Being brave - new ways of thinking

By Rob Southwell - October 9, 2017

The concept of innovation is being discussed around boardroom tables, at business forums and in lunch rooms all around the globe.

Wikipedia describes innovation as a “new idea, device or method”. However, innovation is often also viewed as the application of better solutions that meet new requirements, unarticulated needs, or existing market needs.

While this is factually correct, it is not just about the way you do things, underlying innovation is real process around changing mindsets.

While ride sharing giant, Uber, and online hospitality marketplace, Airbnb, were developed as innovative ways to challenge the archaic travel and accommodation sector, the real driving force behind their success is people’s shifting mindsets. Once upon a time you would never imagine allowing random strangers to stay in your home or consider allowing someone other than a licensed cab driver to take you home. Without a real shift in the way we allow or consider travel, these two businesses would never have succeeded.

Innovation is also about being brave.

The historic agreement between French renewable energy provider Neoen, the South Australian government, and Tesla will put South Australia at the forefront of global energy storage technology. The project was a result of a bet Elon Musk made on Twitter with Atlassian co-founder Mike CannonBrookes. The infamous comment that the Tesla operational battery system would solve Australia’s energy problems in 100 days or the batteries would be free has been included in the official contract on the insistence of Musk.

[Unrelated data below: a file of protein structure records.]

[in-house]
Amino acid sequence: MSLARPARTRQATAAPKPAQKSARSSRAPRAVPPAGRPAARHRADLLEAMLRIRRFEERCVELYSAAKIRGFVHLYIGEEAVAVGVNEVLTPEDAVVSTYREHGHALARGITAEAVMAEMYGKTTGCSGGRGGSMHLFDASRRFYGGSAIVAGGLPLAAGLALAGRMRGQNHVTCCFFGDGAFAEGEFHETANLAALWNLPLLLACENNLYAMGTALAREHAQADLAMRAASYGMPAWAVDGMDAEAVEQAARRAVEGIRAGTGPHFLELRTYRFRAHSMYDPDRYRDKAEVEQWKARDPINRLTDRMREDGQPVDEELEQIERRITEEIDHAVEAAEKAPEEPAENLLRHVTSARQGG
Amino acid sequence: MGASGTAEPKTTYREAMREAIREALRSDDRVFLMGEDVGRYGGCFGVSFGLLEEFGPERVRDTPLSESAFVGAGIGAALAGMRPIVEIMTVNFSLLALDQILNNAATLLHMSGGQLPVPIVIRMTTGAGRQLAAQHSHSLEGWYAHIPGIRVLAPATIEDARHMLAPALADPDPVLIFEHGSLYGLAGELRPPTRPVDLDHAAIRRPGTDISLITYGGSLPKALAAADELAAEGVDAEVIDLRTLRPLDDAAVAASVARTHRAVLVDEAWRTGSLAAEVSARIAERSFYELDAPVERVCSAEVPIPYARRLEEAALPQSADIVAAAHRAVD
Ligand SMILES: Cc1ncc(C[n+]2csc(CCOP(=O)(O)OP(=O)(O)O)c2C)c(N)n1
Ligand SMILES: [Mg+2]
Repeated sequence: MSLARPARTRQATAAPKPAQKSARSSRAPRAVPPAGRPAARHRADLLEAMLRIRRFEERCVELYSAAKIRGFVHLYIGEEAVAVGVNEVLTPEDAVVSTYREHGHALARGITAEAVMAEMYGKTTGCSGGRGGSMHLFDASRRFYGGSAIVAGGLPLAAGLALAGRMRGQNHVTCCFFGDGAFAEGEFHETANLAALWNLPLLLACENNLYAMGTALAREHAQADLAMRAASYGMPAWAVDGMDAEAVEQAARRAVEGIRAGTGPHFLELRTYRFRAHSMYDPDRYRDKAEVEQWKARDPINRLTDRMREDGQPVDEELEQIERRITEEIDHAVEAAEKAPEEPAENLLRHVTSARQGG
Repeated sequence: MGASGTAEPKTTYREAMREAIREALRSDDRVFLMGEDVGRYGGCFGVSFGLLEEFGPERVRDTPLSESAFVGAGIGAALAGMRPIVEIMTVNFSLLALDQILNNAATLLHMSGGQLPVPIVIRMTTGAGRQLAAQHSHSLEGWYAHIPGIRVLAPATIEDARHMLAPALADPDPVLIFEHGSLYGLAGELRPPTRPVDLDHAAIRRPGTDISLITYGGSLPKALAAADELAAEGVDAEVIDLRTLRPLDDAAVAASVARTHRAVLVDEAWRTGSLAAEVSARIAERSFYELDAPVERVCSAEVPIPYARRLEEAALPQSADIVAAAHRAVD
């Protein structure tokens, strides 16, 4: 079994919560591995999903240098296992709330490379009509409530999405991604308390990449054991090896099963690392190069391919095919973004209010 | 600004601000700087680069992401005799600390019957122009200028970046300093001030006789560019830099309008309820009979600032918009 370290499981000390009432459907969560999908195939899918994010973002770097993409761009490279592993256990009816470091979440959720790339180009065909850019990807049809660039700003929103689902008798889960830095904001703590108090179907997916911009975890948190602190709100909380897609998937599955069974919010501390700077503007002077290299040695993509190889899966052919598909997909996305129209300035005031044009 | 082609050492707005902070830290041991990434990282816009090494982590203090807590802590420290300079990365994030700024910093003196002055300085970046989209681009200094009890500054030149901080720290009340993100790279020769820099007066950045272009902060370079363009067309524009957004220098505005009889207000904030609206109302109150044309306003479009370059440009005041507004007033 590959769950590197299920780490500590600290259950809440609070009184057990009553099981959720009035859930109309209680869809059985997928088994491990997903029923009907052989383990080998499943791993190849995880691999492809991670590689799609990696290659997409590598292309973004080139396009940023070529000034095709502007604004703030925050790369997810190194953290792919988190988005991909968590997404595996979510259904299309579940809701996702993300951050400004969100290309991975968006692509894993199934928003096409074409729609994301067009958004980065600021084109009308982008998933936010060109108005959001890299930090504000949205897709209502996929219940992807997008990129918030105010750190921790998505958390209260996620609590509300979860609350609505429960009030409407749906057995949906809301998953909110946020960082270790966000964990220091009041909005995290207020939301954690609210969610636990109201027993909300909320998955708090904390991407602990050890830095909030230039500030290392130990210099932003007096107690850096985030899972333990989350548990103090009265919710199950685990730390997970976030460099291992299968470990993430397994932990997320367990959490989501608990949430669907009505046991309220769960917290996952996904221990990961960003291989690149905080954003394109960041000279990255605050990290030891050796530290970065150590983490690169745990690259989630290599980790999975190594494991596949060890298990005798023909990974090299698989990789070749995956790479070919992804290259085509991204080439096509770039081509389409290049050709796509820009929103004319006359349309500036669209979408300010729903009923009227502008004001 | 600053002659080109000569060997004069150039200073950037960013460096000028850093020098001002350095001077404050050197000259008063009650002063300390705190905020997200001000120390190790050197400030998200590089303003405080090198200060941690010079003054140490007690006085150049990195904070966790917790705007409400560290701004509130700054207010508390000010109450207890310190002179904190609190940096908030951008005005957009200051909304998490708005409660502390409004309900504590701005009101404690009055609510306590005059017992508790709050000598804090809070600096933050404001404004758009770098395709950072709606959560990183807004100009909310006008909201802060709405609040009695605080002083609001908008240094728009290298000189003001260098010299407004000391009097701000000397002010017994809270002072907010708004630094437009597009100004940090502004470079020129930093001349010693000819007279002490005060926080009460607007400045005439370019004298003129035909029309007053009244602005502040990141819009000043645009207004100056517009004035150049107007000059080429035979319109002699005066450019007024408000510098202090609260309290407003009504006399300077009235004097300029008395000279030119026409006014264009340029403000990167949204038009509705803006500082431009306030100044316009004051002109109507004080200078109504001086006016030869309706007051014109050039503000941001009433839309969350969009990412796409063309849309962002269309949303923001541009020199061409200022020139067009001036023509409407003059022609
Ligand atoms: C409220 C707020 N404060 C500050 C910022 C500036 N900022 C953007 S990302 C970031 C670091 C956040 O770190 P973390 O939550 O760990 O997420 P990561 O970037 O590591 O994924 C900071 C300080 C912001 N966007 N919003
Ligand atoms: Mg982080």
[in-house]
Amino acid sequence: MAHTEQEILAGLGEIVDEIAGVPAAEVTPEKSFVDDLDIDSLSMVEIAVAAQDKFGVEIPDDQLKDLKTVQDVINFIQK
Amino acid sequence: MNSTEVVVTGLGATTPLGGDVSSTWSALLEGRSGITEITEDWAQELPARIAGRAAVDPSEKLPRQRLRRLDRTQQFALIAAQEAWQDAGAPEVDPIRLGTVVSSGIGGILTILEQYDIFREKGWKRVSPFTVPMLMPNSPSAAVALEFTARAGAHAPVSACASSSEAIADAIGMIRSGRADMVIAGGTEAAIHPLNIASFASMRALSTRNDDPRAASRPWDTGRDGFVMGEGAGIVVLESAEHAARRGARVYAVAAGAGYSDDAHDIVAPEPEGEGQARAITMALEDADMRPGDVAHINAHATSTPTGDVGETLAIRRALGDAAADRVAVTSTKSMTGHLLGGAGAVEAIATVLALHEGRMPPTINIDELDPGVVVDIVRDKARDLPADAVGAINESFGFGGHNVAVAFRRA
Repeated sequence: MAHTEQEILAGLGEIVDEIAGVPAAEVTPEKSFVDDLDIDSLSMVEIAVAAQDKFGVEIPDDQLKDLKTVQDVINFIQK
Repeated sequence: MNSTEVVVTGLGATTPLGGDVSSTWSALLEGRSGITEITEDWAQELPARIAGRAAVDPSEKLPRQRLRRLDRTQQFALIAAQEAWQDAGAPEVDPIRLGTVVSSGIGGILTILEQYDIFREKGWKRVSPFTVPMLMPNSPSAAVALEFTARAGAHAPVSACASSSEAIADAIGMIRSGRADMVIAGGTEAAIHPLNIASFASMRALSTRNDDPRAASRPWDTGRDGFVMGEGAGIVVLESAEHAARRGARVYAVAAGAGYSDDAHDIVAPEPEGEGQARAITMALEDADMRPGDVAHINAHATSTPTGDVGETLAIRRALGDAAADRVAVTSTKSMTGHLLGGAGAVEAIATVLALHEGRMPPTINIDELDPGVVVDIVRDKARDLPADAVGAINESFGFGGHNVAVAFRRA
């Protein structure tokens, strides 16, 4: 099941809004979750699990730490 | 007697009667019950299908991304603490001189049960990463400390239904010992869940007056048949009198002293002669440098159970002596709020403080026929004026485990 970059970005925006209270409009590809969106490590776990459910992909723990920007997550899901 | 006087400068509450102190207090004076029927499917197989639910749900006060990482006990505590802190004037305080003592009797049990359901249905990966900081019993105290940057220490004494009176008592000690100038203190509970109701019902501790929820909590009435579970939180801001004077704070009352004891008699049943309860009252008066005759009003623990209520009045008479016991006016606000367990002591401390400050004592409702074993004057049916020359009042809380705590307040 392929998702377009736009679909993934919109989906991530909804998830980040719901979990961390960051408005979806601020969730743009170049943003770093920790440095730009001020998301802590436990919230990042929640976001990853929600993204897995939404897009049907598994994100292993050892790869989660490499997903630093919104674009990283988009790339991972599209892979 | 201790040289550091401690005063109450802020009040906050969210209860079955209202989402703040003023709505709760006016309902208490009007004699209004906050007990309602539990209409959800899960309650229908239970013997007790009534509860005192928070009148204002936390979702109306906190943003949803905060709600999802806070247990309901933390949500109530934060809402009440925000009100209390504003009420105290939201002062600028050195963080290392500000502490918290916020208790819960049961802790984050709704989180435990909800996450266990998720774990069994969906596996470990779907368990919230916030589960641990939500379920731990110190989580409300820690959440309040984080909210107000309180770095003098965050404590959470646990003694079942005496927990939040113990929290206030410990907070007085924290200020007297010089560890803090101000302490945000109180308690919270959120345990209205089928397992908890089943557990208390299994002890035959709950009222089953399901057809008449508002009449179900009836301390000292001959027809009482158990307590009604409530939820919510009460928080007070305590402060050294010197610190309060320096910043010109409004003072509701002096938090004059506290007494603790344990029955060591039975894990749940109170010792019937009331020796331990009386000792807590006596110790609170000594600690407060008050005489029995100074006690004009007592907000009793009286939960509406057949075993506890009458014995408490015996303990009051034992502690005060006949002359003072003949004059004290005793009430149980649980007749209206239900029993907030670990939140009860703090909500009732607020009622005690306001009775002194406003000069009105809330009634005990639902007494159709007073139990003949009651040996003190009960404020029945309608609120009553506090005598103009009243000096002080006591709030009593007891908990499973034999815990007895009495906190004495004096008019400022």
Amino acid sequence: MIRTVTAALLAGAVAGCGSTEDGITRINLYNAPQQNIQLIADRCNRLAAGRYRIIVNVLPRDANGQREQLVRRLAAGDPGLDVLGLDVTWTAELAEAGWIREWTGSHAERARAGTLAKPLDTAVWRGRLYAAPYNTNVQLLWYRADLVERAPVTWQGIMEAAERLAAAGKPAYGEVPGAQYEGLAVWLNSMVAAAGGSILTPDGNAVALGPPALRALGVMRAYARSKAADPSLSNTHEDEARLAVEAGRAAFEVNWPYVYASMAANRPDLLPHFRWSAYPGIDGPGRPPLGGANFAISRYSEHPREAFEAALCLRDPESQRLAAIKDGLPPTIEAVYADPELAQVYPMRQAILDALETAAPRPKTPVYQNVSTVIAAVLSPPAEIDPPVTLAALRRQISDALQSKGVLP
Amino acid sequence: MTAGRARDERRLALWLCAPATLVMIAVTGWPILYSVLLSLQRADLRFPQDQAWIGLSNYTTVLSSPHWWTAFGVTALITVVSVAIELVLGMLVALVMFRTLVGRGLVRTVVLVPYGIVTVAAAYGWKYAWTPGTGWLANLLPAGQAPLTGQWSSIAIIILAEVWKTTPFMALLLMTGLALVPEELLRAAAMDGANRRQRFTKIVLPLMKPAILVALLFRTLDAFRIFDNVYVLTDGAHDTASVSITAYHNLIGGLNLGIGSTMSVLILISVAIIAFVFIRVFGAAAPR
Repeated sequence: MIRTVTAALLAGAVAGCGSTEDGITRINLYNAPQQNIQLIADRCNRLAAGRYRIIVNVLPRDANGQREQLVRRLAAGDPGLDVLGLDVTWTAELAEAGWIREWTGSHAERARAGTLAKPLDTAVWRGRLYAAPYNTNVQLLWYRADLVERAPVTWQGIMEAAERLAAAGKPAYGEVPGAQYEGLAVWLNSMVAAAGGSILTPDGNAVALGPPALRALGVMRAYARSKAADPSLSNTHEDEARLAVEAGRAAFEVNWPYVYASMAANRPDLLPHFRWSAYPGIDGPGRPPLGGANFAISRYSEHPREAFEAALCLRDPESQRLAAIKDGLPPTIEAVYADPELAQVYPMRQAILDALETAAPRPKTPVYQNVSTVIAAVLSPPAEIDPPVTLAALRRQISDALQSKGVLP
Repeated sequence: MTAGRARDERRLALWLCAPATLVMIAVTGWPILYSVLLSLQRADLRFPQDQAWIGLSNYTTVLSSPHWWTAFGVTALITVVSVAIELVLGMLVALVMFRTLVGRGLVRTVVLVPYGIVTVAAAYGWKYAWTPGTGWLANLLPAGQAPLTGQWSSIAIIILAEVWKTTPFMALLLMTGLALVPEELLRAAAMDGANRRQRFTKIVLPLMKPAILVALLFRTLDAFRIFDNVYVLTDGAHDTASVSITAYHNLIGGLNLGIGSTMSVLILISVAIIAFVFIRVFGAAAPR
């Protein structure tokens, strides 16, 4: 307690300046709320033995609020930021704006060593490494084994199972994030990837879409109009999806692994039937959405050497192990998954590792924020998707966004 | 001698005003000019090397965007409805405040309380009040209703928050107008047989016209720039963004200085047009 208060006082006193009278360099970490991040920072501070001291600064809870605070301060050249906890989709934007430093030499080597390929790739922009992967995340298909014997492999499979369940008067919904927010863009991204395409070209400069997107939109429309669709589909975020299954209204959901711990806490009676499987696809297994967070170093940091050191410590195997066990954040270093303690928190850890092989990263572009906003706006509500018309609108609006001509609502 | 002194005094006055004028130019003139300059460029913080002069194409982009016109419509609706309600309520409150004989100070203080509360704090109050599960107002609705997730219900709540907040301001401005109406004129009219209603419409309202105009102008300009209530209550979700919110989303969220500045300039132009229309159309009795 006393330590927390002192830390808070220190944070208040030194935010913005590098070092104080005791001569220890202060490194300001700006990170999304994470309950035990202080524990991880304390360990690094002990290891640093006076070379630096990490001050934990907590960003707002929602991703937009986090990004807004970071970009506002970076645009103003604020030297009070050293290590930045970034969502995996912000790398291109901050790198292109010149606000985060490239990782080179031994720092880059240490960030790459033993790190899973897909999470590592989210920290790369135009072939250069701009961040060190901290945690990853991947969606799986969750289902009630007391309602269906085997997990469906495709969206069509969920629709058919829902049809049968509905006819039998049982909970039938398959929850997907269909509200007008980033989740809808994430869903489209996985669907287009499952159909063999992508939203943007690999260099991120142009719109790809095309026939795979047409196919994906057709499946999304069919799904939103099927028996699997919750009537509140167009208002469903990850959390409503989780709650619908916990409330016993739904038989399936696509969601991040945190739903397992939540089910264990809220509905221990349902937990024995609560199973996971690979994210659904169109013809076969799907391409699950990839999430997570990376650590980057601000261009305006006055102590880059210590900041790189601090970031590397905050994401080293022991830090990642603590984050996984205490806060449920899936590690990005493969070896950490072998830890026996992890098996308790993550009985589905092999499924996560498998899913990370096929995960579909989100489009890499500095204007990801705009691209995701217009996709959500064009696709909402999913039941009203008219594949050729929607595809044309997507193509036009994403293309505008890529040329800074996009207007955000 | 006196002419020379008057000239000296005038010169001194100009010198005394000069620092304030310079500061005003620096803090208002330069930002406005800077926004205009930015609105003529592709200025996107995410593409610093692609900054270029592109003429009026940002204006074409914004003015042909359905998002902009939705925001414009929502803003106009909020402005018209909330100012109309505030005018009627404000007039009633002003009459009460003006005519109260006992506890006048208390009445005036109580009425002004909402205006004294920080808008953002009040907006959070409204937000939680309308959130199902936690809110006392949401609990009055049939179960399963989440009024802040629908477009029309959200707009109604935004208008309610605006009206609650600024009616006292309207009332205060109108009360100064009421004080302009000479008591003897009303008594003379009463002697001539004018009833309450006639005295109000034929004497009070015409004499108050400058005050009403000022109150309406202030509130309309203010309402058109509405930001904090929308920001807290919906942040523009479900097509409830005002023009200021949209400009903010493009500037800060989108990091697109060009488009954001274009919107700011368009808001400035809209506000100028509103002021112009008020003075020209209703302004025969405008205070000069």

Couldn’t be a better example of innovation and bravery colliding.

However, innovation is not all about cool offices, bean bags and ping pong tables in the break out room. Innovation is not just about coming up with the next big revolutionary way to change people’s lives.

Innovation, at its simplest, is adding value to an organisation or its customers. Building a culture of innovation can be simple. Innovation does not need to be solely invention. It needs to be balanced with the ongoing daily demands of the business.

Fostering a culture of brainstorming, allowing people to try, yet learn from failures, implementing and rewarding change from innovative ideas is what builds a culture of innovation. 

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Rob Southwell

Sydney

Managing Partner and Partner – Private Clients Group


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John Brazzale

Melbourne

Partner and National Chairman


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Michael Minter

Newcastle

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Bryan Hughes

Perth

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Tom Verco

Adelaide

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Brisbane

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